As mentioned above, both collagen and whey are sourced from animals. However, unlike whey which is found in dairy products, you can find collagen in animals’ bones, skin, cartilage, heart, etc.
Additionally, egg is considered a collagen-rich food, especially eggshell membrane which is so highly rich in collagen that is used to get collagen from for supplements!
How chemically are whey and collagen different?
We know that both whey and collagen are made up of amino acids. However, the molecules making up these two types of protein are different in size.
Collagen is a massive molecule and needs to be hydrolyzed before consumption. The process through which this huge molecule is broken down into small parts is called hydrolysis. Without having collagen hydrolyzed, we are not able to take collagen powder because we can’t easily stir it into our coffee or tea.
The term hydrolyzed is used for those collagen supplements that provide the customers with collagen broken down into small units which are easily and immediately absorbed by the body. Hydrolyzed collagen which is also known as collagen peptide is dissolvable and you can safely add it to your tea or coffee with no worries from clumping.
On the other hand, the molecules of whey are small compared with collagen ones and do not need to be broken down. They are so called “beverage-friendly” meaning that you can easily stir them into your coffee.
Nonetheless, companies producing whey powder tend to hydrolyze it just like collagen! This is mainly because through this process, whey protein turns into a hypo-allergenic form of whey and would be suitable for those who are allergic to intact whey.
Which one is a complete protein? Collagen or whey?
20 amino acids make up a protein structure. Naturally, our body makes 11 of them but for good health we have to obtain the remaining 9 amino acids from what we eat. These 9 amino acids are essential for us. We call a food “complete protein” when it has all these 9 necessary amino acids.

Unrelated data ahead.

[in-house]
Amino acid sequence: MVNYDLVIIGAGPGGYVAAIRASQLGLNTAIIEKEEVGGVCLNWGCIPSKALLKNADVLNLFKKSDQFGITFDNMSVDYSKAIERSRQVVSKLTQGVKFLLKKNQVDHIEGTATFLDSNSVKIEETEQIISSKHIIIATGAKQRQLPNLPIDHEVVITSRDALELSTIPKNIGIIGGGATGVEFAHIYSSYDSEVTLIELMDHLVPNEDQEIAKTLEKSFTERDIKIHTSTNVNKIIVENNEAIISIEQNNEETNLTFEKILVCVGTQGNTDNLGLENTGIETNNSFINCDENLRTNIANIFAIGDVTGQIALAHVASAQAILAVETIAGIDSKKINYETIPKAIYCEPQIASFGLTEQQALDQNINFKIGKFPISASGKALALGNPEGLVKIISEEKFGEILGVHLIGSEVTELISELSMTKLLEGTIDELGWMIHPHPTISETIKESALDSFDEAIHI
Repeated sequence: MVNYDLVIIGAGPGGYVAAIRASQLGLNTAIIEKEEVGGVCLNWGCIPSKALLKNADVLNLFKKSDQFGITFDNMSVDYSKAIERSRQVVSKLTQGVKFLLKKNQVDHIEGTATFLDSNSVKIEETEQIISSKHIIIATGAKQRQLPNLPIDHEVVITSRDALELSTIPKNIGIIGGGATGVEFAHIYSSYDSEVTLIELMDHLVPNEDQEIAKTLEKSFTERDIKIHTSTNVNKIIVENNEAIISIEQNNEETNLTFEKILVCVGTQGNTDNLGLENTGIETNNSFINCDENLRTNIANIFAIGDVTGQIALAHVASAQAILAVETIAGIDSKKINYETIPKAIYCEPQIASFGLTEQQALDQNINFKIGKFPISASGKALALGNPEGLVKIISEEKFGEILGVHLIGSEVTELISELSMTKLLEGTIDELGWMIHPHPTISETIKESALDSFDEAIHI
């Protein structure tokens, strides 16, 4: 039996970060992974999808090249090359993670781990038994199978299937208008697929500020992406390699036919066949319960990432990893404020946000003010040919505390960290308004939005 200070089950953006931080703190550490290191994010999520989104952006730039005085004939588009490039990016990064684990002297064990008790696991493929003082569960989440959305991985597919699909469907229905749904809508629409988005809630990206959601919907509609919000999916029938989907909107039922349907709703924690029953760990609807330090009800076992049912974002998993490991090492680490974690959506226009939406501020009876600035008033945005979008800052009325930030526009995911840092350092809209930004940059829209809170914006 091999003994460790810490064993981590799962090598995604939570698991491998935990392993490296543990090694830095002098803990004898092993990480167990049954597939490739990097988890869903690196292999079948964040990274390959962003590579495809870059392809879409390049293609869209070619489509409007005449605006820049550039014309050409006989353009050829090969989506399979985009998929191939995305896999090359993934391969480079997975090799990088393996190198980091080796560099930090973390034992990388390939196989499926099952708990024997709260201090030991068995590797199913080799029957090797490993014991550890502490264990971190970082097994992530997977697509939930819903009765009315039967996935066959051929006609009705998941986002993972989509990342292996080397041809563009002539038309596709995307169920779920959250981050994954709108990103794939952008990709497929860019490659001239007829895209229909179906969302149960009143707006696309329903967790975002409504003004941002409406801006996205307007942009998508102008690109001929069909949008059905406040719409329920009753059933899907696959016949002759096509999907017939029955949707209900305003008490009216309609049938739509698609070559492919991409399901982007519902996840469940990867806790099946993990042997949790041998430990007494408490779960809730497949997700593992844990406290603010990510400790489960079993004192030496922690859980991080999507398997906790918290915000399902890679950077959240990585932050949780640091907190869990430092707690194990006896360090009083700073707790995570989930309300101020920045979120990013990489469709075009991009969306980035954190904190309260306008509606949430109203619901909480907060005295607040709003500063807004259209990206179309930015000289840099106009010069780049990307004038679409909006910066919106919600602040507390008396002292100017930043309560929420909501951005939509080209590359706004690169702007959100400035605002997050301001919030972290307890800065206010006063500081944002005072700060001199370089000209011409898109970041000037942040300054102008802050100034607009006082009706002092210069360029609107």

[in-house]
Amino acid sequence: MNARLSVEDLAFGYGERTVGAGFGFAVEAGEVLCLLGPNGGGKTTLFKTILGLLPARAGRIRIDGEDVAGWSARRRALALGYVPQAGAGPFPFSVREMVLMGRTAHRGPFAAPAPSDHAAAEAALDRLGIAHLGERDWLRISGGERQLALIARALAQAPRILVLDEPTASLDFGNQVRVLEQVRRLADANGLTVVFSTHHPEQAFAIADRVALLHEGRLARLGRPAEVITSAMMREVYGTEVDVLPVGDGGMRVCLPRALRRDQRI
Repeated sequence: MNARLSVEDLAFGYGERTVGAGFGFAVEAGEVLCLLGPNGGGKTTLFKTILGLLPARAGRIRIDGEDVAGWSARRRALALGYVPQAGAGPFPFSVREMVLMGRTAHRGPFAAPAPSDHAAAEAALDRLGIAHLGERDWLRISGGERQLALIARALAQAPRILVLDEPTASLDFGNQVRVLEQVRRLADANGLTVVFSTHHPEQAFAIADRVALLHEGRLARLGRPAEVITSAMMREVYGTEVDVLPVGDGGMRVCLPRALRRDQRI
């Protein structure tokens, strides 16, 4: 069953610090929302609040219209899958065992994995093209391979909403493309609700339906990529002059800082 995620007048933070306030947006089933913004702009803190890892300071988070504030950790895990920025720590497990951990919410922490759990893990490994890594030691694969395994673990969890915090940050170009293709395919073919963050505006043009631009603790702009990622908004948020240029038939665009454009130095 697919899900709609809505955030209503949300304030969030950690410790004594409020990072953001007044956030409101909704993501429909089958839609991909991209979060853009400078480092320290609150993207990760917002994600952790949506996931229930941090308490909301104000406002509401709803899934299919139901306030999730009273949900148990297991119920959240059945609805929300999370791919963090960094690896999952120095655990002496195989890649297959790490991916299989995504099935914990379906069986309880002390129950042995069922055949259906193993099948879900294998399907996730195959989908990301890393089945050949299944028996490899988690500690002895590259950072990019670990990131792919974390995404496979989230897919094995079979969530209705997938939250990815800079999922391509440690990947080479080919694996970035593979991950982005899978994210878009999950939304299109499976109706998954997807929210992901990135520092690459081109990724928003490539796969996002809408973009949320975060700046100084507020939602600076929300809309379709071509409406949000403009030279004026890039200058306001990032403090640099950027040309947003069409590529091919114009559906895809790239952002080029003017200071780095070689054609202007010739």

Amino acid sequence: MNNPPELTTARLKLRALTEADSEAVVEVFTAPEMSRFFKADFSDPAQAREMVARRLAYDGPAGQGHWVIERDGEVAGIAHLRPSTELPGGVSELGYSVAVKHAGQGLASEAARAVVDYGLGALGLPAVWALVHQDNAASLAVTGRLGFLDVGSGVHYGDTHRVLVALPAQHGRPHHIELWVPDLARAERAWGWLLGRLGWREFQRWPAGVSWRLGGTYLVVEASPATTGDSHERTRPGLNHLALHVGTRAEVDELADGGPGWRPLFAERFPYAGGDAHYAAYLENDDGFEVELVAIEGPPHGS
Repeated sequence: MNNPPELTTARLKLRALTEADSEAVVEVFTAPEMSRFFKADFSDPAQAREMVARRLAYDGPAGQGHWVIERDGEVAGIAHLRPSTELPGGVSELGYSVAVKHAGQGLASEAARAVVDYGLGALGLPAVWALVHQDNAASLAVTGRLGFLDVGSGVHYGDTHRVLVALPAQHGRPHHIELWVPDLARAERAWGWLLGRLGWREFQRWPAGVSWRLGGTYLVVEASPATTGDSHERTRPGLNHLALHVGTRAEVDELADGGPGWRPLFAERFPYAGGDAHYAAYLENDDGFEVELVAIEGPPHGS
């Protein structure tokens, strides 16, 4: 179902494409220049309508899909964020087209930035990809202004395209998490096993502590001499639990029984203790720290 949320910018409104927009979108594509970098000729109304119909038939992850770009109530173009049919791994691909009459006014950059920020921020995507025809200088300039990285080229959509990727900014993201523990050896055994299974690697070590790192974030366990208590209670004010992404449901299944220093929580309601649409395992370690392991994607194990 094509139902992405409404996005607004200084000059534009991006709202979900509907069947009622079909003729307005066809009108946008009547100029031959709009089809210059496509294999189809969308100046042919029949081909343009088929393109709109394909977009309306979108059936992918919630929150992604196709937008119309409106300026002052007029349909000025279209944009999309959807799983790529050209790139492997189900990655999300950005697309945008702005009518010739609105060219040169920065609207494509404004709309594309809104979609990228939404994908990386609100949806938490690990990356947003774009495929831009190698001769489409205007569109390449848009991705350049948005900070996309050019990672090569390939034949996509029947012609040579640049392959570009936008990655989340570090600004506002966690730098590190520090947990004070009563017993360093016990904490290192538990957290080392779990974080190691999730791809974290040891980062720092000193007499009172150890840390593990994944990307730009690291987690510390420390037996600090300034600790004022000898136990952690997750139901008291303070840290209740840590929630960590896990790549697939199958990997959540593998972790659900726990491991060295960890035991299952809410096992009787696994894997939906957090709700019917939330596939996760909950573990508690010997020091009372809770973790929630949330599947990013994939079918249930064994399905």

Animal proteins such as meat, fish and egg are mostly complete even though some plant proteins including soy and buckwheat are also considered complete.
Now back to the question above about collagen and whey. Whey contains 20 amino acids which includes 9 essential ones. So we can call it a complete protein.
But what about collagen? Is collagen a complete protein too? Collagen lacks one of the most important amino acids called “Tryptophan”. Tryptophan is one of the 9 essential amino acids; so we can’t name it a complete protein based on definition.
However, even though collagen is missing the Tryptophan amino acid, it offers us two unique amino acids that whey does not contain.
Whey is a byproduct of the cheese-making process which contains muscle-building amino acids. Collagen is the most plentiful protein in the body containing joint-building amino acids.
Taking whey can help you lose weight because it makes you feel full. Consuming collagen enhances hair and skin and promotes heart as well as healing digestive issues.
Liquid whey is extracted from milk and through a complex multi-step process, whey comes in powder format as we know.
To make collagen supplements, after gathering the materials like bone and eggshell, through a process called hydrolysis, a beverage-friendly collagen is made.
Both collagen and whey are sourced from animals; whey is found in dairy products and collagen is found in animals’ bone, skin, cartilage, heart, etc.
Collagen and whey are different chemically. Collagen is a massive molecule and needs to be hydrolyzed before consumption. The molecules of whey are small compared with collagen ones and do not need to be broken down.
Whey is a complete protein that contains 20 amino acids including all 9 essential ones we need but collagen is not a complete protein because it lacks Tryptophan which is one of the 9 essential amino acids.